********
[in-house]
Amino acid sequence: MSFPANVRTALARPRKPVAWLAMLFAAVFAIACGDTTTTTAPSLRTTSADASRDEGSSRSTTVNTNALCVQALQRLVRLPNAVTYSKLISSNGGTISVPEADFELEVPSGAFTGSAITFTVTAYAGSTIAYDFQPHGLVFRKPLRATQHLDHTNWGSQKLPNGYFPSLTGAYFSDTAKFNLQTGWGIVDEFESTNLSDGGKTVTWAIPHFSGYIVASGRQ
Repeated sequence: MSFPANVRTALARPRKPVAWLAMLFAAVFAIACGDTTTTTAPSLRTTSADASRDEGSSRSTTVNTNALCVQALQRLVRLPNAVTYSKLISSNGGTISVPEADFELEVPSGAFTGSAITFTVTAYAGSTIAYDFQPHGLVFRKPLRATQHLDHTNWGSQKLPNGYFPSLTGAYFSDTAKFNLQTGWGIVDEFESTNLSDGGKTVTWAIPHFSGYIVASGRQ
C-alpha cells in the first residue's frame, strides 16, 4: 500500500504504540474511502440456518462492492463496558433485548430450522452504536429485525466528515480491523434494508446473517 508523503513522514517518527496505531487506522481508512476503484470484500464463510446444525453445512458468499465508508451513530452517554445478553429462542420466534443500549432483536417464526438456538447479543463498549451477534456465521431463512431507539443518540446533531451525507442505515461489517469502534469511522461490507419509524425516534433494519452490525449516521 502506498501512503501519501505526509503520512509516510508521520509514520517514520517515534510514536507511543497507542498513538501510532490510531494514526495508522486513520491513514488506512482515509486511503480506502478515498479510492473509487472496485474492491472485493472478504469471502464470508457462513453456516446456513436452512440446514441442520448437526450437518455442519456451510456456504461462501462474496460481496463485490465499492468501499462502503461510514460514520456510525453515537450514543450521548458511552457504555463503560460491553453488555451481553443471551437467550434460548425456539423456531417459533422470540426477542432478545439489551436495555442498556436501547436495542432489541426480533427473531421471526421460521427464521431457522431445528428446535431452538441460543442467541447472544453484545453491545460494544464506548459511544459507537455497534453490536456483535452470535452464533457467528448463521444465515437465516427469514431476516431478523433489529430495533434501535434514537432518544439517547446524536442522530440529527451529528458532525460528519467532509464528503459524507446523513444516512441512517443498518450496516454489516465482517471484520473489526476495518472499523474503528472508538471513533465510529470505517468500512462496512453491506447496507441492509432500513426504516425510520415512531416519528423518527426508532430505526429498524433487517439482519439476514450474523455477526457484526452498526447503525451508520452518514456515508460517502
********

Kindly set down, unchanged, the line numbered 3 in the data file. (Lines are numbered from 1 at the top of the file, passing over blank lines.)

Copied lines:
Repeated sequence: MSFPANVRTALARPRKPVAWLAMLFAAVFAIACGDTTTTTAPSLRTTSADASRDEGSSRSTTVNTNALCVQALQRLVRLPNAVTYSKLISSNGGTISVPEADFELEVPSGAFTGSAITFTVTAYAGSTIAYDFQPHGLVFRKPLRATQHLDHTNWGSQKLPNGYFPSLTGAYFSDTAKFNLQTGWGIVDEFESTNLSDGGKTVTWAIPHFSGYIVASGRQ